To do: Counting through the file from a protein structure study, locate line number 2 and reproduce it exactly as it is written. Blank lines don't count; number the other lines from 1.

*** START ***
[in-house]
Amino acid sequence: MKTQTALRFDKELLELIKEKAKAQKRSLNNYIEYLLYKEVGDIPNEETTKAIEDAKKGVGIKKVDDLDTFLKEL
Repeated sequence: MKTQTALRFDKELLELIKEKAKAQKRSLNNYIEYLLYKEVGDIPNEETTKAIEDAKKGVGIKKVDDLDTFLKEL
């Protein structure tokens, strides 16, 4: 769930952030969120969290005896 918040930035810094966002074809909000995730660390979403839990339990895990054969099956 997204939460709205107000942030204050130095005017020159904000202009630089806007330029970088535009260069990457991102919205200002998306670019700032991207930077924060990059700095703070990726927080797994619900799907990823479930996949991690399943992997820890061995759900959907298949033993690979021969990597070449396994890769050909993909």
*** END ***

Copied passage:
Amino acid sequence: MKTQTALRFDKELLELIKEKAKAQKRSLNNYIEYLLYKEVGDIPNEETTKAIEDAKKGVGIKKVDDLDTFLKEL